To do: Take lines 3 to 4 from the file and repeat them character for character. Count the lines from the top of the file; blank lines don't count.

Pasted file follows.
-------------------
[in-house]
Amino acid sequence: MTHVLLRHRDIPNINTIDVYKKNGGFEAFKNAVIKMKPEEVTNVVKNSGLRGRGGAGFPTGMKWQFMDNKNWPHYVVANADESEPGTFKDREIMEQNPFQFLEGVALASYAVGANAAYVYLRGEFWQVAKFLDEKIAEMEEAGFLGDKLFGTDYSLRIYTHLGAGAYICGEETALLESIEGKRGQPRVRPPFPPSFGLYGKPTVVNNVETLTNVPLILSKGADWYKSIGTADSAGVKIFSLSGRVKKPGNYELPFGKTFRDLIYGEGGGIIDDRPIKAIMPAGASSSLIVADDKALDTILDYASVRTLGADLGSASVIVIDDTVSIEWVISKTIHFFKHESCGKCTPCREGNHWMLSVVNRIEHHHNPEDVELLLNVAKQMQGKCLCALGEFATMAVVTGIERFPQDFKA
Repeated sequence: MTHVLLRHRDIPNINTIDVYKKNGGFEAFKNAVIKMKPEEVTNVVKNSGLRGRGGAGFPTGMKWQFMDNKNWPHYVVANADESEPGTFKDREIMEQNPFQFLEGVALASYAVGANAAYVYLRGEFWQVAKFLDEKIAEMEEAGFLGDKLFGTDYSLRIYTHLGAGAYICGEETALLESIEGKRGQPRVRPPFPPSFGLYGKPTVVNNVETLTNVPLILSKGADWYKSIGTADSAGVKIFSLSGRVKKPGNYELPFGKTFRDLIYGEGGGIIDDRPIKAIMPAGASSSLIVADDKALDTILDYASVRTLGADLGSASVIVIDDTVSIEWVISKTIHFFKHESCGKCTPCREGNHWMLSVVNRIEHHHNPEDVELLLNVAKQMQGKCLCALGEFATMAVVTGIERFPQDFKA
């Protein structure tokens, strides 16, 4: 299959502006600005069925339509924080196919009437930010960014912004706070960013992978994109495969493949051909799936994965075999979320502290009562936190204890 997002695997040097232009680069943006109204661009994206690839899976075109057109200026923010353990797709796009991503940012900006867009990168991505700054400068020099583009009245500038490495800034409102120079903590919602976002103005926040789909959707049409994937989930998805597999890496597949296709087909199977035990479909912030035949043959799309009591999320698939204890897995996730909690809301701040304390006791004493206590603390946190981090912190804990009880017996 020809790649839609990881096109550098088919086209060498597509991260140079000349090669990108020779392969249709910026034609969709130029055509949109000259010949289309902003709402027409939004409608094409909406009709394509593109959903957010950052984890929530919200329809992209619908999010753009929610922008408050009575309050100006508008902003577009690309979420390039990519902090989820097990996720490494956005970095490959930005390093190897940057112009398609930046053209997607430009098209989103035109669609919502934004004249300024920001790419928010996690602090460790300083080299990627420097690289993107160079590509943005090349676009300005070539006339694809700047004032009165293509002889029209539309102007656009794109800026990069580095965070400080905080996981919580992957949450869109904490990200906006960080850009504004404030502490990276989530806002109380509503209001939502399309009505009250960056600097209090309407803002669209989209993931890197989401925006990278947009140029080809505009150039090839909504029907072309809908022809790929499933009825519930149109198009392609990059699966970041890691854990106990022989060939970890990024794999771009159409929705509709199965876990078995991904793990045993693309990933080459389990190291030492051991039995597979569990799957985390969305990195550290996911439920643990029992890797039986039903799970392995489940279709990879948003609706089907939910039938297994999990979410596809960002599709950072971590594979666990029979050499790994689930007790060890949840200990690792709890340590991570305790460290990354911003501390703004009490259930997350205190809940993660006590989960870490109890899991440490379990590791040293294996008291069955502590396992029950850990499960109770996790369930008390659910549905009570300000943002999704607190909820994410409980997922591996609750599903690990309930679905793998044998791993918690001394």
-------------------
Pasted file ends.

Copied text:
Repeated sequence: MTHVLLRHRDIPNINTIDVYKKNGGFEAFKNAVIKMKPEEVTNVVKNSGLRGRGGAGFPTGMKWQFMDNKNWPHYVVANADESEPGTFKDREIMEQNPFQFLEGVALASYAVGANAAYVYLRGEFWQVAKFLDEKIAEMEEAGFLGDKLFGTDYSLRIYTHLGAGAYICGEETALLESIEGKRGQPRVRPPFPPSFGLYGKPTVVNNVETLTNVPLILSKGADWYKSIGTADSAGVKIFSLSGRVKKPGNYELPFGKTFRDLIYGEGGGIIDDRPIKAIMPAGASSSLIVADDKALDTILDYASVRTLGADLGSASVIVIDDTVSIEWVISKTIHFFKHESCGKCTPCREGNHWMLSVVNRIEHHHNPEDVELLLNVAKQMQGKCLCALGEFATMAVVTGIERFPQDFKA
């Protein structure tokens, strides 16, 4: 299959502006600005069925339509924080196919009437930010960014912004706070960013992978994109495969493949051909799936994965075999979320502290009562936190204890 997002695997040097232009680069943006109204661009994206690839899976075109057109200026923010353990797709796009991503940012900006867009990168991505700054400068020099583009009245500038490495800034409102120079903590919602976002103005926040789909959707049409994937989930998805597999890496597949296709087909199977035990479909912030035949043959799309009591999320698939204890897995996730909690809301701040304390006791004493206590603390946190981090912190804990009880017996 020809790649839609990881096109550098088919086209060498597509991260140079000349090669990108020779392969249709910026034609969709130029055509949109000259010949289309902003709402027409939004409608094409909406009709394509593109959903957010950052984890929530919200329809992209619908999010753009929610922008408050009575309050100006508008902003577009690309979420390039990519902090989820097990996720490494956005970095490959930005390093190897940057112009398609930046053209997607430009098209989103035109669609919502934004004249300024920001790419928010996690602090460790300083080299990627420097690289993107160079590509943005090349676009300005070539006339694809700047004032009165293509002889029209539309102007656009794109800026990069580095965070400080905080996981919580992957949450869109904490990200906006960080850009504004404030502490990276989530806002109380509503209001939502399309009505009250960056600097209090309407803002669209989209993931890197989401925006990278947009140029080809505009150039090839909504029907072309809908022809790929499933009825519930149109198009392609990059699966970041890691854990106990022989060939970890990024794999771009159409929705509709199965876990078995991904793990045993693309990933080459389990190291030492051991039995597979569990799957985390969305990195550290996911439920643990029992890797039986039903799970392995489940279709990879948003609706089907939910039938297994999990979410596809960002599709950072971590594979666990029979050499790994689930007790060890949840200990690792709890340590991570305790460290990354911003501390703004009490259930997350205190809940993660006590989960870490109890899991440490379990590791040293294996008291069955502590396992029950850990499960109770996790369930008390659910549905009570300000943002999704607190909820994410409980997922591996609750599903690990309930679905793998044998791993918690001394």